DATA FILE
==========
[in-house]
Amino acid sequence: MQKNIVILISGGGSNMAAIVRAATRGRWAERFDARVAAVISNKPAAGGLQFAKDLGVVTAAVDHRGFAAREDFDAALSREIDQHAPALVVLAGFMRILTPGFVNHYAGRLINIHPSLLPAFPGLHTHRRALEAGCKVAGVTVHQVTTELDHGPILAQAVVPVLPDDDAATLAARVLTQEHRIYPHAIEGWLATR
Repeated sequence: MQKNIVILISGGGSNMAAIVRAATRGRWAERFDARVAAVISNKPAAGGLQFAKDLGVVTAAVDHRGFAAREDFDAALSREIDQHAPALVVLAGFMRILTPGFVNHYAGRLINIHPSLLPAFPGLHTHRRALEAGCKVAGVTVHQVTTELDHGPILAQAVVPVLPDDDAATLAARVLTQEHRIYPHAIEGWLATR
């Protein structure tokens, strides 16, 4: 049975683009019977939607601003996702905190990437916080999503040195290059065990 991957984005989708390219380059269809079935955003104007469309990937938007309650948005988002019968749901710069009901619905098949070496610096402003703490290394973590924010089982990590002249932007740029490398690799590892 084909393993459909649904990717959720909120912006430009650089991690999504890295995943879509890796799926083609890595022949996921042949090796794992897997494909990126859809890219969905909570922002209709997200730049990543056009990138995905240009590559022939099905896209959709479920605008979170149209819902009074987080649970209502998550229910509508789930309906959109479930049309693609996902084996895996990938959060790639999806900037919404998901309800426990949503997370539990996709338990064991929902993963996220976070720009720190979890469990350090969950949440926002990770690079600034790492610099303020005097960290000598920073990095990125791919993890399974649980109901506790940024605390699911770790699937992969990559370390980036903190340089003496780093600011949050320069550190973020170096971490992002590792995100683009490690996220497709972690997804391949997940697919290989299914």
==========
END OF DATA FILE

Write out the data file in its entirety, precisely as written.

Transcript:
[in-house]
Amino acid sequence: MQKNIVILISGGGSNMAAIVRAATRGRWAERFDARVAAVISNKPAAGGLQFAKDLGVVTAAVDHRGFAAREDFDAALSREIDQHAPALVVLAGFMRILTPGFVNHYAGRLINIHPSLLPAFPGLHTHRRALEAGCKVAGVTVHQVTTELDHGPILAQAVVPVLPDDDAATLAARVLTQEHRIYPHAIEGWLATR
Repeated sequence: MQKNIVILISGGGSNMAAIVRAATRGRWAERFDARVAAVISNKPAAGGLQFAKDLGVVTAAVDHRGFAAREDFDAALSREIDQHAPALVVLAGFMRILTPGFVNHYAGRLINIHPSLLPAFPGLHTHRRALEAGCKVAGVTVHQVTTELDHGPILAQAVVPVLPDDDAATLAARVLTQEHRIYPHAIEGWLATR
């Protein structure tokens, strides 16, 4: 049975683009019977939607601003996702905190990437916080999503040195290059065990 991957984005989708390219380059269809079935955003104007469309990937938007309650948005988002019968749901710069009901619905098949070496610096402003703490290394973590924010089982990590002249932007740029490398690799590892 084909393993459909649904990717959720909120912006430009650089991690999504890295995943879509890796799926083609890595022949996921042949090796794992897997494909990126859809890219969905909570922002209709997200730049990543056009990138995905240009590559022939099905896209959709479920605008979170149209819902009074987080649970209502998550229910509508789930309906959109479930049309693609996902084996895996990938959060790639999806900037919404998901309800426990949503997370539990996709338990064991929902993963996220976070720009720190979890469990350090969950949440926002990770690079600034790492610099303020005097960290000598920073990095990125791919993890399974649980109901506790940024605390699911770790699937992969990559370390980036903190340089003496780093600011949050320069550190973020170096971490992002590792995100683009490690996220497709972690997804391949997940697919290989299914």